“Arabian nights, like Arabian days……Arabian nights for you!!”
As a little girl I used to run back from school to watch my favourite Arabian Nights on TV, fascinated by the dreamy castles and locations. As a travel buff, I have been on the lookout for destinations that come close to Arabian Nights, Uzbekistan made my Arabian Nights fairy tale come alive. I could truly disconnect from the modern hectic world and almost feel like I had traveled back in time, right into the “Arabian Nights” tales.
Uzbekistan is truly Unique, more like Unbelievable!
It’s like this place was under an invisible veil all these years and suddenly the spell was off and this magical land was revealed. Home to spellbinding architecture and ancient cities, with bloody, fascinating history of the Silk Road. The enchanting Samarkand, impressive Bukhara and perfectly preserved Khiva – kept fuelling the fire to explore more.
Enough and more information on how to get there is on the web for those interested. What I want to share with you are my top 9 experiences which make Uzbek stand out and a magical place in my book.
History & Architecture:
Intricate Arabic carvings, immaculate layout of shimmering turquoise tiles, larger-than-life Madrasah (Islamic schools), minarets and mosques dot the country. Exquisite blue tiled mosques, dreamy teal coloured domes with stunning sunrise, a sight to behold. We visited each place more than once – During sunrise so we could explore in solitude and see the sheer beauty without the distraction of souvenir shops and sellers – in afternoons for detailed tour with guides – at sunset for that magical glow – and of course at night when the famous monuments are floodlit.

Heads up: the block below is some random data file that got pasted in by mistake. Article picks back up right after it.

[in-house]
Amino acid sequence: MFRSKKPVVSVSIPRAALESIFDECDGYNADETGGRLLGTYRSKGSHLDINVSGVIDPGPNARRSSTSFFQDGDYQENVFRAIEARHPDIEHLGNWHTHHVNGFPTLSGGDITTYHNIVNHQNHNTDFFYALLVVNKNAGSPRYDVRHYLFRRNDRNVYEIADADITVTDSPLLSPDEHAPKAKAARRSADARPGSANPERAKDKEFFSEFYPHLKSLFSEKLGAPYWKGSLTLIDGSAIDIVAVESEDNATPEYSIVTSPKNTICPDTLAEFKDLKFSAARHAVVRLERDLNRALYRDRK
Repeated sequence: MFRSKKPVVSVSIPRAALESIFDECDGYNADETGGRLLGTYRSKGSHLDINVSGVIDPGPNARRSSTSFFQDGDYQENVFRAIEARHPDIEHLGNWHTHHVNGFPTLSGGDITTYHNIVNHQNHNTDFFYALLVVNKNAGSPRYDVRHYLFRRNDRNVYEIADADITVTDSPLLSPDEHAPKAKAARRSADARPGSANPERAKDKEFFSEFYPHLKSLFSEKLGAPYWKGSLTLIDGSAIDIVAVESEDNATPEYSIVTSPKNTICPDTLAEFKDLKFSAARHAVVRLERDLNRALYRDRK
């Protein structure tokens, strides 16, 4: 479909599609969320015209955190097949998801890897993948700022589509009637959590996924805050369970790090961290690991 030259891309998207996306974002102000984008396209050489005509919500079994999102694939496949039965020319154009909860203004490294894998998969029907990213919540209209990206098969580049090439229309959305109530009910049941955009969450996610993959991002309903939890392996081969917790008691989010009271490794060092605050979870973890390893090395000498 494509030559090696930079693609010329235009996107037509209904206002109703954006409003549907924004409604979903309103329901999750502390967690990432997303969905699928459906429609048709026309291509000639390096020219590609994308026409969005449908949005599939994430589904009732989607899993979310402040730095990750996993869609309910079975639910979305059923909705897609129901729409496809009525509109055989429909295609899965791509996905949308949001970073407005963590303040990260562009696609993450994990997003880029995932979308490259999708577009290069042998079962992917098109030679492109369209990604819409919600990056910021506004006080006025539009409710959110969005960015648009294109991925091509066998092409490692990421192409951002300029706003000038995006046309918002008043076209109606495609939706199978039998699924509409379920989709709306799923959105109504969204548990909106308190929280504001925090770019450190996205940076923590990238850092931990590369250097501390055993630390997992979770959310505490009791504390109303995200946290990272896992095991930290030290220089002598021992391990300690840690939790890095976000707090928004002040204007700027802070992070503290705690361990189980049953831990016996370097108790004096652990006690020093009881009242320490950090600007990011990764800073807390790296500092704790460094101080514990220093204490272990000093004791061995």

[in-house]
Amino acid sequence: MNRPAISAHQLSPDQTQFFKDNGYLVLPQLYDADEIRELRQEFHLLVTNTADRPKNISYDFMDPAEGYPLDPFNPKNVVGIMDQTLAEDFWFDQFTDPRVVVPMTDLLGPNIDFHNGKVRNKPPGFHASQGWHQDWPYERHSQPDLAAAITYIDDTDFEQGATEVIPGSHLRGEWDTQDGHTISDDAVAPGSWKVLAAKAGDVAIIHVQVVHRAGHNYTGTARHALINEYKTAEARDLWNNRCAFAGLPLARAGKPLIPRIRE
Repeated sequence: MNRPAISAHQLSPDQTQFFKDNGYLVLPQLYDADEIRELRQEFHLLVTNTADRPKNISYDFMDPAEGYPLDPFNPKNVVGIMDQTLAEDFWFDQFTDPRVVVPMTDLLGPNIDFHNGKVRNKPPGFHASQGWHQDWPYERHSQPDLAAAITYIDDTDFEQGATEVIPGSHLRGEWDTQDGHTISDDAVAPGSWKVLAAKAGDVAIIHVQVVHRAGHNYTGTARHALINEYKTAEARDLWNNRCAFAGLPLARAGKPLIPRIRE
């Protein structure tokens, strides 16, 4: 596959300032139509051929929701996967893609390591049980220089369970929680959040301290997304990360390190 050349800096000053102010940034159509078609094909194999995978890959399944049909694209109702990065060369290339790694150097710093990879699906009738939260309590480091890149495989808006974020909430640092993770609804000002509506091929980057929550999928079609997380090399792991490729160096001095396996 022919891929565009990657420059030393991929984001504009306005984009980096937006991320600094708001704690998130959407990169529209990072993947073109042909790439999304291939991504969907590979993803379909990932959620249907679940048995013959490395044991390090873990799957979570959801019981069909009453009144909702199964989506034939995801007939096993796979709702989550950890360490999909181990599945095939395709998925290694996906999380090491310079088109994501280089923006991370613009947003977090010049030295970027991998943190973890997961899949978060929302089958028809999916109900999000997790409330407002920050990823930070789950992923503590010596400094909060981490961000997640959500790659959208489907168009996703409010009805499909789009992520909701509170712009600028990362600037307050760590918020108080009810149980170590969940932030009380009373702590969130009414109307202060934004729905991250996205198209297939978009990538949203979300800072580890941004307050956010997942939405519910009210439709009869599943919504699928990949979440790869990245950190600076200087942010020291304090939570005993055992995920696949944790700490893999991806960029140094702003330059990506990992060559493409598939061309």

Personal Favourite: Samarkand- Registan (among the world’s oldest preserved madrasah), Shah-i-Zinda ensemble (which includes mausoleums (tombs) and other ritual buildings of 9-14th and 19th centuries) and Gur-e-Amir, a mausoleum for Amir Timur (Timurlame) and supposedly the structural inspiration for Taj Mahal.
Hospitality Par Excellence:
People make the place! Uzbek’s go out of their way to make you feel welcomed. With the kindest people who offer free rides, to security guards at train stations helping you buy your 1st train tickets, from school students in metro exchanging numbers to help you (97% of locals don’t understand English….but they know how to use google translate, so don’t worry), to shop keepers offering complimentary cups of tea in bazaars. The best hospitality I have experienced in any country so far.
Their love for Indians and Bollywood craze is amazing. We were greeted with Namaste (Hello) everywhere and often a polite request for a photo with us. I miss that #CelebrityFeels.
Uzbek Food is interesting:
Typical Uzbek meal is a mix of veggies, meat, soup, bread and loads & loads of Tea!
Tea in Uzbekistan is more than just a drink. It opens and ends any meal. Uzbeks love their meat and exactly the reason why it is loaded in almost every dish. Vegetarian or Vegan options are limited but not impossible to find.
Must try- Shurpa – a traditional soup with lamb and veggies, Manti (dumplings filled with either beef, potato, pumpkin), somsa (savoury), Plov (national dish made of rice, vegetables, lamb oil & meat) and Shashlik (meat skewers). Every Region has its own variation of non (naan bread). Oh! I almost forgot to mention their local brews (Try Pulsar beer and thank me later)
Bazaars from Arabian Nights
Domed bazaars sell everything from handicrafts to gold. Delightful vivid colours everywhere of silks, carpets, hand weaves and most disciplined vendors you can find. We found such delight in wandering through the bazaars, watching the sales and haggling with shopkeepers using google translate. It is wise to pick up souvenirs as you visit, each place has varying art.